Memories of Grandma's Kitchen
Everybody in my family remembers my grandma as a good cook. No doubt about it, her years of cooking for the lumber camp, her large family, the farmhands, and at the cafeteria at a local grocery store made her one of the best cooks I have ever known.
I can still taste her food more than a decade after her death. I loved her mashed potatoes and gravy, lasagna, and stuffed peppers. To tell the truth, those stuffed peppers are the only ones I’ve ever eaten that I really liked. But wouldn’t you know, I never saw a cookbook in her house.
If there had been a cookbook, maybe it would’ve been stacked on her vinyl-clothed table. Grandma’s kitchen had just enough room for a table up tight against one wall with five chairs and for a path around the table past the stove to the refrigerator. Space was sparse.
Maybe that’s why so many things were piled on her table-- the radio, the mail, a myriad of pills, napkins, and every grandchild’s favorite-- junk food.
Junk food was not something my mother bought often, but that was fine with me because I could find anything I wanted on Grandma’s table. From a bag of barbecue chips to Oreos in the cookie jar to candy corn in the candy dish, every category of non-nutritional food was represented. About three-fourths of the time, a sweet tooth could also be satisfied with a slice of pie or a piece of cake setting out on the table. And that’s not even counting the homemade goodies you could find at Christmas time.
All these treats made a kid want to sit and stay awhile. On a chair wedged between the table and the window, I would sit and nibble on my snack set on a napkin in front of me with a cold glass of spring water (from the dispenser in the refrigerator) or some of Grandma’s perfect sweet tea. As the grown-ups sat around the table sipping strong coffee and chatting, I learned all the gossip I cared to hear about people I didn’t even know.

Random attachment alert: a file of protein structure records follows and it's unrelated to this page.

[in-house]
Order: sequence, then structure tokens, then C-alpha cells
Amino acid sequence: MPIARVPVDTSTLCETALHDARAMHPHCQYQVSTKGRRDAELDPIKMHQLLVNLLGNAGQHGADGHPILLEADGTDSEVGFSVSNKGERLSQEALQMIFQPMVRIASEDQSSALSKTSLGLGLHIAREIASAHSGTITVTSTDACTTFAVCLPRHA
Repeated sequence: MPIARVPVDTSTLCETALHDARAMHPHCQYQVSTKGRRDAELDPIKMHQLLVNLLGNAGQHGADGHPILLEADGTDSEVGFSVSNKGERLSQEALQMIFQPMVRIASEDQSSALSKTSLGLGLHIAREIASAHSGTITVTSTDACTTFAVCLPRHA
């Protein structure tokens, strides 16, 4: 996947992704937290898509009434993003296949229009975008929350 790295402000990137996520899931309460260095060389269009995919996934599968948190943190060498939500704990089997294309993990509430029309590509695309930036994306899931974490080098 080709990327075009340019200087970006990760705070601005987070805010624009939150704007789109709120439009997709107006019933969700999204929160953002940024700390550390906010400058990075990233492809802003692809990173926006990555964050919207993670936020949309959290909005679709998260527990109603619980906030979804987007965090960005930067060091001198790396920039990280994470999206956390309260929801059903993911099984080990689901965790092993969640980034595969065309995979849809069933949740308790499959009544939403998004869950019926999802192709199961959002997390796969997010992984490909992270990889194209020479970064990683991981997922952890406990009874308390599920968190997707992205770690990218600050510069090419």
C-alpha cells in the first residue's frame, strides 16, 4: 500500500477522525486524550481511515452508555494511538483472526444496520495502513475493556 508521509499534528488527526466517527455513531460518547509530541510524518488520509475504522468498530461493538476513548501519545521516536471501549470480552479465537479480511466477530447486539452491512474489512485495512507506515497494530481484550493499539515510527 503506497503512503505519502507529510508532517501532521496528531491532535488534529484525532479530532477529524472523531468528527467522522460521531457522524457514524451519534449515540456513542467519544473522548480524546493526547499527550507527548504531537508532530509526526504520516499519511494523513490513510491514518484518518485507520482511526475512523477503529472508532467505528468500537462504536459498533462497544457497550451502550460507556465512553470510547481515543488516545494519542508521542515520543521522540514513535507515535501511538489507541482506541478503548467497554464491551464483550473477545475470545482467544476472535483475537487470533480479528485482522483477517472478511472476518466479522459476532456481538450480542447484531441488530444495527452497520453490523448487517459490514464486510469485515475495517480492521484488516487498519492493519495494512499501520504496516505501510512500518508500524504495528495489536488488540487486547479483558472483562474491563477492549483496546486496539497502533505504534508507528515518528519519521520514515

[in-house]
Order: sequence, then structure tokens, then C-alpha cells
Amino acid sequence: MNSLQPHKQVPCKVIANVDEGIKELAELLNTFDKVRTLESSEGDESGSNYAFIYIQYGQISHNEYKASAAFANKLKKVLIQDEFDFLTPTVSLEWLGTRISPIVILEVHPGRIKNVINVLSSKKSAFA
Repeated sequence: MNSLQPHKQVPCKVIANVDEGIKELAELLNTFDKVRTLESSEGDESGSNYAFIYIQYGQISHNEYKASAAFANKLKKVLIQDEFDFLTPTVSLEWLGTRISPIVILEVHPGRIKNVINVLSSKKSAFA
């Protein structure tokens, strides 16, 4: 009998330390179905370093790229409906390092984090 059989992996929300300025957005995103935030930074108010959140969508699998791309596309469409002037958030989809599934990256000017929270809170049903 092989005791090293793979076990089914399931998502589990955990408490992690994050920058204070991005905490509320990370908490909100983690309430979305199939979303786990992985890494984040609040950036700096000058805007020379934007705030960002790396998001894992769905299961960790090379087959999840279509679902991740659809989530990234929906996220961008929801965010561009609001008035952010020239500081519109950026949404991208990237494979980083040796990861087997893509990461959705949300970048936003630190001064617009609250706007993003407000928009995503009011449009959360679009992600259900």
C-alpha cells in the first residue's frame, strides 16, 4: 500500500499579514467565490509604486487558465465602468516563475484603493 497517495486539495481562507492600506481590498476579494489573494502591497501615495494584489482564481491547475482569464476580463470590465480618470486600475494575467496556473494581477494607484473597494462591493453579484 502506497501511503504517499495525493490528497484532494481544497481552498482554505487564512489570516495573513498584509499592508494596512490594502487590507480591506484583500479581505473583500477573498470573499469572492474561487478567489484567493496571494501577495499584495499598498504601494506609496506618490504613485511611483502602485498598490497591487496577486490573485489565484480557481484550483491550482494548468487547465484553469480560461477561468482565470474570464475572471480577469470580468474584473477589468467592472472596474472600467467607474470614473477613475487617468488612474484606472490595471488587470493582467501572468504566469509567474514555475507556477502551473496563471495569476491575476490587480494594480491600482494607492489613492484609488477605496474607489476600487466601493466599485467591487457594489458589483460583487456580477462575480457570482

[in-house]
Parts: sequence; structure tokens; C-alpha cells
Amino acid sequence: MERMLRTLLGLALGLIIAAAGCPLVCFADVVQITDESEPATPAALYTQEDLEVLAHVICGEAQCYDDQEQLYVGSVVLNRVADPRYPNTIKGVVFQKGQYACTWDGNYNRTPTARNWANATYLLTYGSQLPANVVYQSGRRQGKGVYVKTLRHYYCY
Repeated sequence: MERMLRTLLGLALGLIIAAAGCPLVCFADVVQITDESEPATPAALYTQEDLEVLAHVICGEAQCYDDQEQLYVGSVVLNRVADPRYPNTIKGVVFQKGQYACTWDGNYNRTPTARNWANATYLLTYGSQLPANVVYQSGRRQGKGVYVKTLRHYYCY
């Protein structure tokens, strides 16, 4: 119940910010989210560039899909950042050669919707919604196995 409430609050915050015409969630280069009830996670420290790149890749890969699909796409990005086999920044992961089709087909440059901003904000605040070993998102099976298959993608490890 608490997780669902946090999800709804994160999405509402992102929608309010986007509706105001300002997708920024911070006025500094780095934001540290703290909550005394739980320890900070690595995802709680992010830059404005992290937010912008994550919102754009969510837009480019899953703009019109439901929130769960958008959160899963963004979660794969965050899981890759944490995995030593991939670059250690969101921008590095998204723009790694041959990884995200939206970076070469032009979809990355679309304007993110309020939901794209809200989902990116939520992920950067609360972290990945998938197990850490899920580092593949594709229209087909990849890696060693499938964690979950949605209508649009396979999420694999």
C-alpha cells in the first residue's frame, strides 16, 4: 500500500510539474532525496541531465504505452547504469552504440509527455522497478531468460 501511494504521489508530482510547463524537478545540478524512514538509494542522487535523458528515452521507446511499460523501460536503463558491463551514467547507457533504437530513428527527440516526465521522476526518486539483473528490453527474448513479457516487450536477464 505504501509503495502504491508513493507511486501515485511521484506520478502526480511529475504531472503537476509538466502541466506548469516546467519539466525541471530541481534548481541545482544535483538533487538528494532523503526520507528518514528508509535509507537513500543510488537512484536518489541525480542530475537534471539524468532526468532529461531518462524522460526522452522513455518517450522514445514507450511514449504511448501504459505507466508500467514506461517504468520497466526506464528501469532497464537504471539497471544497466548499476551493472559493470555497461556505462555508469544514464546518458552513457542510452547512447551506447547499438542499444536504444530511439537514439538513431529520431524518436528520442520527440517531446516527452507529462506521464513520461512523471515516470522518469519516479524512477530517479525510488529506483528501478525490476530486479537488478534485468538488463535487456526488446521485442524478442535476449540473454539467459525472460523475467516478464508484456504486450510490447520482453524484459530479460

It seems food and family are a good combination for making memories, and gathering around that table for talk (and the occasional game of Yahtzee with Grandma) certainly made some of my finest childhood memories.
At different stages of my life, Labor Day weekend has meant different things. For the last decade, our family has enjoyed the company of our friends who have invited us over for a day of dove hunting (for my husband). This year, our baby is due Labor Day weekend-- kind of fitting.
But growing up, Labor Day weekend meant nothing to me other than the excitement of my Grandma’s family’s reunion. I loved playing with my faraway cousins, drinking Country Time Lemonade out of a can from an ice-filled cooler, and hunting for the best desserts on the picnic tables. If I was quick enough, I could score a piece of my Grandma’s carrot cake before it was all gone (and it always was gone quickly). Once she even submitted it to the county fair and won second prize. I’ll leave you with that recipe she gave me sometime before she died-- on Labor Day weekend 13 years ago.
Grandma Judy’s Carrot Cake
1 1/2 cups Wesson Oil
2 cups sugar
2 cups self-rising flour
2 Tbsp. cinnamon
2 1/2 cups grated carrots
Cream the oil, sugar and eggs. Then add the flour, cinnamon, and carrots. Bake in a prepared 9 x 13 pan at 350℉ until done (until a toothpick comes out clean). Cool cake completely and frost with cream cheese icing.
Cream Cheese Icing:
1- 8 oz. pkg. cream cheese
1 stick of margarine or butter
1 pound confectioner’s sugar
1 1/2 cups chopped pecans
Soften cream cheese and butter. Then beat them together. Add the sugar and beat well. Then add the pecans and spread over cooled cake.